Ascites is when fluid builds up in the abdomen. Chronic cirrhosis can increase pressure in the blood vessels inside the liver, forcing fluid to leak into the abdomen. Ascites can also be caused by the cancer itself blocking lymph vessels or producing extra fluid. The build-up of fluid causes swelling and pressure in the abdomen. This can be uncomfortable and may make you feel breathless.
A procedure called paracentesis or ascitic tap can provide relief. Your doctor will numb the skin on the abdomen with a local anaesthetic. Using ultrasound images as a guide, a radiologist inserts a thin needle and plastic tube into the abdomen. The tube is connected to a drainage bag outside your body. It will take a few hours for all the fluid to drain into the bag, and then the tube will be removed from your abdomen.
Water tablets (diuretics) are sometimes prescribed with paracentesis to slow down the build-up of fluid.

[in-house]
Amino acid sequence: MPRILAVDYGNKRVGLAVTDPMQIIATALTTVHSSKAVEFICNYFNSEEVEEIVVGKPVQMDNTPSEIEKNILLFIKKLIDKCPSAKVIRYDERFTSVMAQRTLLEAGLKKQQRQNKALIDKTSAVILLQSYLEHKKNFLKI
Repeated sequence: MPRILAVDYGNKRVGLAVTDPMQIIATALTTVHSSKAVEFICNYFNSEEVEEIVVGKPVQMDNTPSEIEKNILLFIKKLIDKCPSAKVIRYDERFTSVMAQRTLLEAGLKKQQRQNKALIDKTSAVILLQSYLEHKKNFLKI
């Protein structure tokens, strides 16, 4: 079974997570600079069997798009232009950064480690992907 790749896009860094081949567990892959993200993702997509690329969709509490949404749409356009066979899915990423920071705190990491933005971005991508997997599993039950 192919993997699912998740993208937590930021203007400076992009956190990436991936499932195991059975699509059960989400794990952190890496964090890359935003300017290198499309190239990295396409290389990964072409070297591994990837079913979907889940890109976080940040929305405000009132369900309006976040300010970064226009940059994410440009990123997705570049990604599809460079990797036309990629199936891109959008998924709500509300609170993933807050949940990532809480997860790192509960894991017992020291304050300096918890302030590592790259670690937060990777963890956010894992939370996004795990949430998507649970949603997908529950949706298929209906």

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Dr David Yeo, Hepatobiliary/Transplant Surgeon, Royal Prince Alfred, Chris O’Brien Lifehouse Cancer Centre and St George Hospitals, NSW; Dr Lorraine Chantrill, Head of Department Medical Oncology, Illawarra Shoalhaven Local Health District, NSW; Michael Coulson, Consumer; Dr Sam Davis, Interventional Radiologist, Staff Specialist, Royal Brisbane and Women‘s Hospital, QLD; Prof Chris Karapetis, Network Clinical Director (Cancer Services), Southern Adelaide Local Health Network, Head, Department of Medical Oncology, Flinders Medical Centre and Flinders University, SA; Dr Howard Liu, Radiation Oncologist, Princess Alexandra Hospital, QLD; Caitriona Nienaber, 13 11 20 Consultant, Cancer Council WA; Lina Sharma, Consumer; Dr Graham Starkey, Hepato-Biliary and General Surgeon, Austin Hospital, VIC; Catherine Trevaskis, Gastrointestinal Cancer Specialist Nurse, Canberra Hospital and Health Services, ACT; Dr Michael Wallace, Western Australia Liver Transplant Service, Sir Charles Gairdner Hospital, WA.
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